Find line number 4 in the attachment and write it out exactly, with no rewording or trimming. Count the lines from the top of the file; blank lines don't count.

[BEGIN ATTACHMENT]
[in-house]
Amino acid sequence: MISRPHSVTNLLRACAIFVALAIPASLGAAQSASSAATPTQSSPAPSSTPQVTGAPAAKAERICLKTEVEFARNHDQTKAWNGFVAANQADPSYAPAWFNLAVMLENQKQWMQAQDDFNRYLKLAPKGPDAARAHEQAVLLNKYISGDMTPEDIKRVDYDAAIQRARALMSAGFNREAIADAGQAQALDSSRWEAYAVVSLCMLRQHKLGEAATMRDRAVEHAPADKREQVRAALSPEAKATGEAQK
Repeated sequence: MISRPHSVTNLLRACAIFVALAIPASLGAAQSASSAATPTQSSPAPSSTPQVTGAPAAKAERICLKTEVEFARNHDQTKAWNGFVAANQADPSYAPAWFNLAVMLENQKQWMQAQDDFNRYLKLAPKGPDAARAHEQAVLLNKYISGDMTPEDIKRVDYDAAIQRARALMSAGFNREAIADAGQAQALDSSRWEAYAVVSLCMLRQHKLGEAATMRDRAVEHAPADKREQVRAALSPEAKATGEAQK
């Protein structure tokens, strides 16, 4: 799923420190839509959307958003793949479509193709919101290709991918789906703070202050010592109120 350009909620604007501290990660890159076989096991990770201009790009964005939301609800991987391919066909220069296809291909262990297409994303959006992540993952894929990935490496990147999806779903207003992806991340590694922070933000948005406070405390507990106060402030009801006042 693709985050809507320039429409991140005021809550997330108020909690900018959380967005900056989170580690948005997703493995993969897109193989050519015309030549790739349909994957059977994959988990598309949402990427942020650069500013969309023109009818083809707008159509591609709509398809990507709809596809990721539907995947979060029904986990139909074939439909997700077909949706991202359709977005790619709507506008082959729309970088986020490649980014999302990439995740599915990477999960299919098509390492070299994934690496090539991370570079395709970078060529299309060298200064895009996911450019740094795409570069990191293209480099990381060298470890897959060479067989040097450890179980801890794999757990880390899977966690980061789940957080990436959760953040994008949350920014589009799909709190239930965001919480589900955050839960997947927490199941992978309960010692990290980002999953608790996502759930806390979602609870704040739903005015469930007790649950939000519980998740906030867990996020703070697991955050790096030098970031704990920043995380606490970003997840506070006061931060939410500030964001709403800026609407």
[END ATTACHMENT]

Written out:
């Protein structure tokens, strides 16, 4: 799923420190839509959307958003793949479509193709919101290709991918789906703070202050010592109120 350009909620604007501290990660890159076989096991990770201009790009964005939301609800991987391919066909220069296809291909262990297409994303959006992540993952894929990935490496990147999806779903207003992806991340590694922070933000948005406070405390507990106060402030009801006042 693709985050809507320039429409991140005021809550997330108020909690900018959380967005900056989170580690948005997703493995993969897109193989050519015309030549790739349909994957059977994959988990598309949402990427942020650069500013969309023109009818083809707008159509591609709509398809990507709809596809990721539907995947979060029904986990139909074939439909997700077909949706991202359709977005790619709507506008082959729309970088986020490649980014999302990439995740599915990477999960299919098509390492070299994934690496090539991370570079395709970078060529299309060298200064895009996911450019740094795409570069990191293209480099990381060298470890897959060479067989040097450890179980801890794999757990880390899977966690980061789940957080990436959760953040994008949350920014589009799909709190239930965001919480589900955050839960997947927490199941992978309960010692990290980002999953608790996502759930806390979602609870704040739903005015469930007790649950939000519980998740906030867990996020703070697991955050790096030098970031704990920043995380606490970003997840506070006061931060939410500030964001709403800026609407």